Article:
In another aspect, the invention provides a composite material that includes a polymer matrix, a plurality of capsules, a polymerizer in the capsules, and an activator. The capsules have an average outer diameter less than 10 micrometers.

In another aspect, the invention provides a method of making the composite material that includes combining the plurality of capsules and the activator with a matrix precursor, and solidifying the matrix precursor to form the polymer matrix.

The following definitions are included to provide a clear and consistent understanding of the specification and claims.

The term “capsule” means a closed object having an aspect ratio of 1:1 to 1:10, and that may contain a solid, liquid, gas, or combinations thereof. The aspect ratio of an object is the ratio of the shortest axis to the longest axis, where these axes need not be perpendicular. A capsule may have any shape that falls within this aspect ratio, such as a sphere, a toroid, or an irregular ameboid shape. The surface of a capsule may have any texture, for example rough or smooth.

The term “outer diameter” of a capsule means the average of the outer diameters of the capsule.

The term “average” of a dimension of a plurality of capsules means the average of that dimension for the plurality. For example, the term “average outer diameter” of a plurality of capsules means the average of the outer diameters of the capsules, where an outer diameter of a single capsule is the average of the outer diameters of that capsule. Likewise, the term “average wall thickness” of a plurality of capsules means the average of the wall thicknesses of the capsules, where a wall thickness of a single capsule is the average of the wall thicknesses of that capsule.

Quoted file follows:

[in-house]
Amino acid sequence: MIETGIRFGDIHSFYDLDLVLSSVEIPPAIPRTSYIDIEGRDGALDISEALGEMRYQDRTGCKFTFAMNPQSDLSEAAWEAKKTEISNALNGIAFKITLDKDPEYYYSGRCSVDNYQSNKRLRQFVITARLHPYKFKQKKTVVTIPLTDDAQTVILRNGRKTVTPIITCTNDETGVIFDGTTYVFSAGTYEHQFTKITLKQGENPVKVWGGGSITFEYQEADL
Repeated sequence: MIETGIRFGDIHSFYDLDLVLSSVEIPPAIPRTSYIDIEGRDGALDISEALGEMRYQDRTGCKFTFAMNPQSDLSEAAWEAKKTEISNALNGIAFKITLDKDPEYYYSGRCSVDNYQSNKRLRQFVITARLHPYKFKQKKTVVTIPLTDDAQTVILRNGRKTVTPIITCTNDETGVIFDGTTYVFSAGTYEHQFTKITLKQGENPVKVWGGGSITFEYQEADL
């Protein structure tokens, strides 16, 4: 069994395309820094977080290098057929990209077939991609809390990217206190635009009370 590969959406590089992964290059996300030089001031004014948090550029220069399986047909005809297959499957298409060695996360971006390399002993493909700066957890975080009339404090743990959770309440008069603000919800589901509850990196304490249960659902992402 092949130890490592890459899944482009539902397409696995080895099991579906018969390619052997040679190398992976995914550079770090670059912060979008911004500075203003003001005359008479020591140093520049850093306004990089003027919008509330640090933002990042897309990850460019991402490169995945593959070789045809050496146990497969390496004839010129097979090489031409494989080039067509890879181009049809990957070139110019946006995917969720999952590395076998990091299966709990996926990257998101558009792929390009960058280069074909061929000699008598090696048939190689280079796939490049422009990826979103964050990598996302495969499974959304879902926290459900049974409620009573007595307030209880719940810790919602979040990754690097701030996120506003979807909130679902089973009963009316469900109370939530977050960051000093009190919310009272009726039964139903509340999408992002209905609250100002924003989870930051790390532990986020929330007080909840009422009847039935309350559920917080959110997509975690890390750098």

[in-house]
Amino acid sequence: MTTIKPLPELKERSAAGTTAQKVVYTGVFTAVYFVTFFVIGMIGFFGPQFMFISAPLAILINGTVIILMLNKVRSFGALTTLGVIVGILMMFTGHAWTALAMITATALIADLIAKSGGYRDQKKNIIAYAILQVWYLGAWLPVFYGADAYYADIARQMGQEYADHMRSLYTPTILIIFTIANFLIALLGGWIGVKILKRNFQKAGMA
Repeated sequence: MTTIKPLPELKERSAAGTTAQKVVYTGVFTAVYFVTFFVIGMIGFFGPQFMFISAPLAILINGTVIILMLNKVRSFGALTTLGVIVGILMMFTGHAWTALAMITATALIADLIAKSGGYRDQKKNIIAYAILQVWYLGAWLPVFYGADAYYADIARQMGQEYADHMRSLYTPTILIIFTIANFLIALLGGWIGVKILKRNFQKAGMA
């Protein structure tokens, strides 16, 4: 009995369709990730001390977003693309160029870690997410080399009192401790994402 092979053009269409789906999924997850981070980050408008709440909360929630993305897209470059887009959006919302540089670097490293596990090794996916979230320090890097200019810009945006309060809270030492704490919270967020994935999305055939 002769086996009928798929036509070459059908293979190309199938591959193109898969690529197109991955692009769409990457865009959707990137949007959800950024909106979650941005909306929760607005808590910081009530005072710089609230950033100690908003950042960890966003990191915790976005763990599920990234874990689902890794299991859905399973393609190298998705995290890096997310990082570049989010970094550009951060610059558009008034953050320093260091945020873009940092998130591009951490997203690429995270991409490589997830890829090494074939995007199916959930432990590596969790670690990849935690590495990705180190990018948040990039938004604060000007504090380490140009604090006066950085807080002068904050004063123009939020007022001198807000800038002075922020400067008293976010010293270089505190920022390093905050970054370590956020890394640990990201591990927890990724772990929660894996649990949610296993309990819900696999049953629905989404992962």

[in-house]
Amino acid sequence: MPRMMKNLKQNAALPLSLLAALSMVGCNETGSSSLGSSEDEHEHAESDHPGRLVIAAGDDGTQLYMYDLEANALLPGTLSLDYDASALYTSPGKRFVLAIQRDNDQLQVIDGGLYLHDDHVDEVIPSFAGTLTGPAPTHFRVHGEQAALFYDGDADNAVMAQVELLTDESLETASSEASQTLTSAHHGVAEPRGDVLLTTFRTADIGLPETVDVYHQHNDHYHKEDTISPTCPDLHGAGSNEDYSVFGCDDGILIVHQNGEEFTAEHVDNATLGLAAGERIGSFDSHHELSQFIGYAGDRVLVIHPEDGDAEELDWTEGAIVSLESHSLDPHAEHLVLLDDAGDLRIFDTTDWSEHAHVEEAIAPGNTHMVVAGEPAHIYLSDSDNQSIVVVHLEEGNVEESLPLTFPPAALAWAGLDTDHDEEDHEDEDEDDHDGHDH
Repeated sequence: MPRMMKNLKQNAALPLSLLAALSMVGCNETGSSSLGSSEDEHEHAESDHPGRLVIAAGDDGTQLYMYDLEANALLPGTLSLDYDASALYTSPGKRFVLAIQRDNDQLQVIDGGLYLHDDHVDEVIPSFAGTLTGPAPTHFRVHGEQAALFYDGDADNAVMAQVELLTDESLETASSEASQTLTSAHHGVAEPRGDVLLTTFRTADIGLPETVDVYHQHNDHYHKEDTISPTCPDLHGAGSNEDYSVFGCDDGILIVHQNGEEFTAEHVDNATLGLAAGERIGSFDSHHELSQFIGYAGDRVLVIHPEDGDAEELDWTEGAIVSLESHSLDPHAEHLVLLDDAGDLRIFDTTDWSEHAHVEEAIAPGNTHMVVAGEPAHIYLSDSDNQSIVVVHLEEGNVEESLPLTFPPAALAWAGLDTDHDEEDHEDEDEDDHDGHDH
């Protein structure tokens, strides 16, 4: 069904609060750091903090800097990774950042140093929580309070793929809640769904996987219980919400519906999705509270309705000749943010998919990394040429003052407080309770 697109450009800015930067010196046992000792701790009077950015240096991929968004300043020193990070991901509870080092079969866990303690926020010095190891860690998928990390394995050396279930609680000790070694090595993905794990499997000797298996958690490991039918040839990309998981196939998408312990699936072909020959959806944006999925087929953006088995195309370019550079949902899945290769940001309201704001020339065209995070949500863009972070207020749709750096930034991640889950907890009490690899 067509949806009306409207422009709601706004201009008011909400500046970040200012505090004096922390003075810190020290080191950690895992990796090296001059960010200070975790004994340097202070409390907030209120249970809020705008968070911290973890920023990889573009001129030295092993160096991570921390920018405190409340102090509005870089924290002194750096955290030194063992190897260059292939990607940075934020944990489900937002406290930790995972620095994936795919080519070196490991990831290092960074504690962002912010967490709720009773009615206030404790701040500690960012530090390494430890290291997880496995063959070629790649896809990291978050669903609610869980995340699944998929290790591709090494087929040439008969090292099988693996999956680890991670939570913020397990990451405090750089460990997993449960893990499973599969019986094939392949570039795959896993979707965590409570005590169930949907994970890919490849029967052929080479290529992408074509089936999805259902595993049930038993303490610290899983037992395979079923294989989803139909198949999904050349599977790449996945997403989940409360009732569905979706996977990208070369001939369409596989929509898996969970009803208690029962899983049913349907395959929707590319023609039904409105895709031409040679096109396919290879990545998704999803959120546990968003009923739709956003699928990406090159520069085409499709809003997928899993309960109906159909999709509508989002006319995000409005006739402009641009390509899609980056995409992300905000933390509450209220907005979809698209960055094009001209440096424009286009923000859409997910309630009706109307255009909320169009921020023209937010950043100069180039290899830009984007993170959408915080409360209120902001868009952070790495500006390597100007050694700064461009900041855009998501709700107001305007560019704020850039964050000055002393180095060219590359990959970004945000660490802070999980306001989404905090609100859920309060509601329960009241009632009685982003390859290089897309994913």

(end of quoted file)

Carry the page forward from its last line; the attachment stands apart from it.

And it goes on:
The term “polymerizer” means a composition that will form a polymer when it comes into contact with a corresponding activator for the polymerizer. Examples of polymerizers include monomers of polymers, such as styrene, ethylene, acrylates, methacrylates and dicyclopentadiene (DCPD); one or more monomers of a multi-monomer polymer system, such as diols, diamines and epoxides; prepolymers such as partially polymerized monomers still capable of further polymerization; and functionalized polymers capable of forming larger polymers or networks.

The term “polymer” means a substance containing more than 100 repeat units. The term “polymer” includes soluble and/or fusible molecules having long chains of repeat units, and also includes insoluble and infusible networks. The term “prepolymer” means a substance containing less than 100 repeat units and that can undergo further reaction to form a polymer.

The term “activator” means anything that, when contacted or mixed with a polymerizer, will form a polymer. Examples of activators include catalysts and initiators. A corresponding activator for a polymerizer is an activator that, when contacted or mixed with that specific polymerizer, will form a polymer.

The term “catalyst” means a compound or moiety that will cause a polymerizable composition to polymerize, and that is not always consumed each time it causes polymerization. This is in contrast to initiators, which are always consumed at the time they cause polymerization. Examples of catalysts include ring opening polymerization (ROMP) catalysts such as Grubbs catalyst. Examples of catalysts also include silanol condensation catalysts such as titanates and dialkyltincarboxylates. A corresponding catalyst for a polymerizer is a catalyst that, when contacted or mixed with that specific polymerizer, will form a polymer.